Which plains more blest, or verdant vales bestow:
Here rocks alone, and tasteless sands are found,
And faint and sickly winds for ever howl around.
Sad was the hour, and luckless was the day,
When first from Schiraz' walls I bent my way!
"Curst be the gold and silver which persuade
Weak men to follow far fatiguing trade!
The lily peace outshines the silver store,
And life is dearer than the golden ore :
Yet money tempts us o'er the desert brown,
To every distant mart and wealthy town.
Full oft we tempt the land, and oft the sea:
And are we only yet repaid by thee?
Ah! why was ruin so attractive made;
Or why fond man so easily betray'd?
Why heed we not, while mad we haste along,
The gentle voice of Peace, or Pleasure's song?
Or wherefore think the flowery mountain's side,
The fountain's murmurs, and the valley's pride,
Why think we these less pleasing to behold,
Than dreary deserts, if they lead to gold?-
Sad was the hour, and luckless was the day,
When first from Schiraz' walls I bent my way!
"O cease, my fears! All frantic as I go,
When thought creates unnumber'd scenes of woe,
What if the lion in his rage I meet !—
Oft in the dust I view his printed feet:
And, fearful! oft, when Day's declining licht
Yields her pale empire to the mourner Night,
By hunger rous'd, he scours the groaning plain,
Gaunt wolves and sullen tigers in his train :
Before them Death with shrieks directs their way,
Fills the wild yell, and leads them to their prey.
Sad was the hour, and luckless was the day,
When first from Schiraz' walls I bent my way!

"At that dead hour the silent asp shall creep,
If aught of rest I find, upon my sleep;
Or some swoln serpent twist his scales around,
And wake to anguish with a burning wound.
Thrice happy they, the wise contented poor,
From lust of wealth, and dread of death secure!

"O, hapless youth! for she thy love hath won
The tender Zara will be most undone !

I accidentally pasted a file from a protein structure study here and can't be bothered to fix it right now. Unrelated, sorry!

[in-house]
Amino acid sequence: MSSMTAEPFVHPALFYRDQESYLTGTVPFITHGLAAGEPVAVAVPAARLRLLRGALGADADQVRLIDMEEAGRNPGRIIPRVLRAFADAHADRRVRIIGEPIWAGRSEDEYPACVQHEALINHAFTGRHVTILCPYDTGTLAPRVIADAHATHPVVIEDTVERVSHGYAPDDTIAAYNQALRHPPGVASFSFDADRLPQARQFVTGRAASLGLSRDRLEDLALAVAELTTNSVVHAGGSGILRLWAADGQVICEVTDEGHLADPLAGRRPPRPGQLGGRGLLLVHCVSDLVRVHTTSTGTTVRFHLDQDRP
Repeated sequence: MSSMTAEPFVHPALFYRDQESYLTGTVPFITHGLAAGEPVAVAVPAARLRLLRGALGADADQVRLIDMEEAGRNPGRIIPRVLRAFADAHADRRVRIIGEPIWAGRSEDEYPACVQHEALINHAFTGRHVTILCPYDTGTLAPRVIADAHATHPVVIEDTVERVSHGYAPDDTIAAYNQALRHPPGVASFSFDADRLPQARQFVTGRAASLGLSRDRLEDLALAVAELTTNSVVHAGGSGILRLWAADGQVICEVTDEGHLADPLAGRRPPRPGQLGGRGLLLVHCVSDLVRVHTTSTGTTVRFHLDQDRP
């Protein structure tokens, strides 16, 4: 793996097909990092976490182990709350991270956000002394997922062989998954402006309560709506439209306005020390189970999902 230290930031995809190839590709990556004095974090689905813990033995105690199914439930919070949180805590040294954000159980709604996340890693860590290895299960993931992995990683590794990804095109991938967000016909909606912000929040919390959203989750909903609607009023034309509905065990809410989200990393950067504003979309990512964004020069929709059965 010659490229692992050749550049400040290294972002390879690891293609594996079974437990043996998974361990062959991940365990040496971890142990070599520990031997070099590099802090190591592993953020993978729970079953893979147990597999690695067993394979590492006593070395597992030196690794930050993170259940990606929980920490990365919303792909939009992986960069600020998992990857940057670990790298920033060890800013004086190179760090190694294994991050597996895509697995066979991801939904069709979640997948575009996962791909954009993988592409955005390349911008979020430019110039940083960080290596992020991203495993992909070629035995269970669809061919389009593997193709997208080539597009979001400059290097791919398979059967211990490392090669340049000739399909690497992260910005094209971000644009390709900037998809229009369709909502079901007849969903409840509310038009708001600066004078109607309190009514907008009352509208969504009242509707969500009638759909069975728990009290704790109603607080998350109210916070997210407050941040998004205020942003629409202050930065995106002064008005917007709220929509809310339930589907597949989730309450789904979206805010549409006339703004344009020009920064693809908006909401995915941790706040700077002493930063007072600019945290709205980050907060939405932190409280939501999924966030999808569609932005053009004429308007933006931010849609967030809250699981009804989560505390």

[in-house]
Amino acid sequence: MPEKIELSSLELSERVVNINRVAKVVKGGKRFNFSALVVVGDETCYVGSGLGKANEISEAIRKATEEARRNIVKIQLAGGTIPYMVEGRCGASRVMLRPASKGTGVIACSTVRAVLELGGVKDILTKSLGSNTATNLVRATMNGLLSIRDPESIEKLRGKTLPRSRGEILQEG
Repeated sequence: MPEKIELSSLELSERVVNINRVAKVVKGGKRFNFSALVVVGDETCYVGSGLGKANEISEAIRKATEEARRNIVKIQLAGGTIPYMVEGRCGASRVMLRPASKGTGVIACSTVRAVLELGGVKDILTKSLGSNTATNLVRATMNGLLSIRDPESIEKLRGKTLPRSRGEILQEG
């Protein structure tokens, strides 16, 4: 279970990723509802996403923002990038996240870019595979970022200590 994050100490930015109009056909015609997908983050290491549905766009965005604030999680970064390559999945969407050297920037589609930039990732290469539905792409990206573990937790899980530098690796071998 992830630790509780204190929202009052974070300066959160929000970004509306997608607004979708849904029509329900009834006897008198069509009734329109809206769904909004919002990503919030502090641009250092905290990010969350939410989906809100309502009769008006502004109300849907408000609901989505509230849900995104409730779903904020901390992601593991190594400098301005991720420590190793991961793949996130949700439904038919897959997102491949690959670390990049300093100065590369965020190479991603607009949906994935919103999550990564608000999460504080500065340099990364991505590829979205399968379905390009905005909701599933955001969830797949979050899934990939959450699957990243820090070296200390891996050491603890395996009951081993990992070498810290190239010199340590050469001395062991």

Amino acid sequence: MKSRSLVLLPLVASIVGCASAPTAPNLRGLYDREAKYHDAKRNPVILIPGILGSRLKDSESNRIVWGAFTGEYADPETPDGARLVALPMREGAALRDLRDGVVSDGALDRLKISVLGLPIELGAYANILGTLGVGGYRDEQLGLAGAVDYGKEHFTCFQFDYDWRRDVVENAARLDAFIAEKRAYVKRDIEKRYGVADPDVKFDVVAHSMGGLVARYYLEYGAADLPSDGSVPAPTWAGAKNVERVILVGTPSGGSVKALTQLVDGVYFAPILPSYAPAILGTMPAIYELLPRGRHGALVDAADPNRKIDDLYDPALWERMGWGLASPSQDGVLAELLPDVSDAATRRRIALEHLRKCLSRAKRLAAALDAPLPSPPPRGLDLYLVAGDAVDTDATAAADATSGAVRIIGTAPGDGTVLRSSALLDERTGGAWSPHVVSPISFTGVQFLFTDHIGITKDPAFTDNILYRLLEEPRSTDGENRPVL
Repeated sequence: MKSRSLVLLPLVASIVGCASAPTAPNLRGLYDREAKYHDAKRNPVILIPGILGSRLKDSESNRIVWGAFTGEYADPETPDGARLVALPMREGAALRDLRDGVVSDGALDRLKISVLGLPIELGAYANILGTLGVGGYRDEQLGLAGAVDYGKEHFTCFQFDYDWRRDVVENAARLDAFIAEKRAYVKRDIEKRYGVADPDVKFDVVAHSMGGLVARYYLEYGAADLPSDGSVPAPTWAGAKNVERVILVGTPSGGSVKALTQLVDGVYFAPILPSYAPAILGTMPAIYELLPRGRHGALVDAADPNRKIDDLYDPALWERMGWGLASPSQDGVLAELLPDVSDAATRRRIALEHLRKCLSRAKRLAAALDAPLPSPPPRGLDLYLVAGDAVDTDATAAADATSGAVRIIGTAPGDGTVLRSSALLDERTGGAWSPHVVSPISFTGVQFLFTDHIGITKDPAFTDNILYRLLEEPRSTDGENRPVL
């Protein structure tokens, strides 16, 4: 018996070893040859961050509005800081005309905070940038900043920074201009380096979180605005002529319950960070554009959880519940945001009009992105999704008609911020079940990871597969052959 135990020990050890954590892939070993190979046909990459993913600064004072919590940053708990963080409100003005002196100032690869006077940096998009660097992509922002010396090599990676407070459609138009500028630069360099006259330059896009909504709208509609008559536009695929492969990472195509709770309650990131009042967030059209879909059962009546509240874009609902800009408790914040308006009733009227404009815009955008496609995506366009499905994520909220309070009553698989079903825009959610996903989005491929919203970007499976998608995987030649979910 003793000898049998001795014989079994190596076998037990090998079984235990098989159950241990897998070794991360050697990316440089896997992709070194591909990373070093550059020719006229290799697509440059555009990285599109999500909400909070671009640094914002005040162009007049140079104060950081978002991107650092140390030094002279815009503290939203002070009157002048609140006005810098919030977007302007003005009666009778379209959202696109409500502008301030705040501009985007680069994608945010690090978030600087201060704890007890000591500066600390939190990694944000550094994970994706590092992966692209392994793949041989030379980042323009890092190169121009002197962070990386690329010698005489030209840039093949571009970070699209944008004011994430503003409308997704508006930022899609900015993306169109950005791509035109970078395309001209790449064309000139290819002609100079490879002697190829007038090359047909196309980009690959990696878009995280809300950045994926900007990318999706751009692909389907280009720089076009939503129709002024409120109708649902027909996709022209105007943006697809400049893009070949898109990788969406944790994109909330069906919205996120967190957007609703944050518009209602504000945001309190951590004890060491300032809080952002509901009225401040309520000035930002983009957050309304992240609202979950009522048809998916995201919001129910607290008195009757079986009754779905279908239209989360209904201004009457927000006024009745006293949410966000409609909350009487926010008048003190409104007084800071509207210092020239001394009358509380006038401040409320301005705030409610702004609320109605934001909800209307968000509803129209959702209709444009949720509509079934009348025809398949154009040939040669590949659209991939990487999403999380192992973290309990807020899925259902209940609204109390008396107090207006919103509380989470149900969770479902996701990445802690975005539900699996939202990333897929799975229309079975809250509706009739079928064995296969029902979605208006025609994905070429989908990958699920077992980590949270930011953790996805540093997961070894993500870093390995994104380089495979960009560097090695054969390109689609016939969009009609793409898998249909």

Big swell'd my heart, and own'd the powerful maid,
When fast she drops her tears, as thus she said :-
Farewell the youth whom sighs could not detain,
Whom Zara's breaking heart implor'd in vain!
Yet, as thou go'st, may every blast arise
Weak and unfelt as these rejected sighs!
Safe o'er the wild, no perils mayst thou see,
No griefs endure, nor weep, false youth, like me.'
O, let me safely to the fair return,
Say with a kiss, she must not, shall not mourn;
let me teach my heart to lose its fears,
Recall'd by Wisdom's voice, and Zara's tears."
He said, and call'd on Heaven to bless the day,
When back to Schiraz' walls he bent his way.

ECLOGUE III.

ABRA; OR, THE GEORGIAN SULTANA.

SCENE, A FOREST. TIME, THE EVENING.
IN Georgia's land, where Tefflis' towers are seen
In distant view along the level green,
While evening dews enrich the glittering glade,
And the tall forests cast a longer shade,
What time 't is sweet o'er fields of rice to stray,
Or scent the breathing maize at setting day;
Amidst the maids of Zagen's peaceful grove,
Emyra sung the pleasing cares of love.

Of Abra first began the tender strain,
Who led her youth with flocks upon the plain:
At morn she came those willing flocks to lead,
Where lilies rear them in the watery mead;
From early dawn the live-long hours she told,
Till late at silent eve she penn'd the fold.
Deep in the grove, beneath the secret shade,
A various wreath of odorous flowers she made:
Gay-motley'd pinks and sweet jonquils she chose,
The violet blue that on the moss-bank grows;
All-sweet to sense, the flaunting rose was there:
The finish'd chaplet well adorn'd her hair.

Great Abbas chanc'd that fated morn to stray,
By Love conducted from the chase away;
Among the vocal vales he heard her song,
And sought the vales and echoing groves among:
At length he found, and woo'd the rural maid;
She knew the monarch, and with fear obey'd.
"Be every youth like royal Abbas mov'd,
And every Georgian maid like Abra lov'd!"

The royal lover bore her from the plain;
Yet still her crook and bleating flock remain :
Oft as she went, she backward turn'd her view,
And bade that crook and bleating flock adieu.
Fair happy maid! to other scenes remove,
To richer scenes of golden power and love!
Go, leave the simple pipe and shepherd's strain;
With love delight thee, and with Abbas reign.
"Be every youth like royal Abbas mov'd,
And every Georgian maid like Abra lov'd!"

That these flowers are found in very great abundance in some of the provinces of Persia, see the modern history of Mr. Salmon.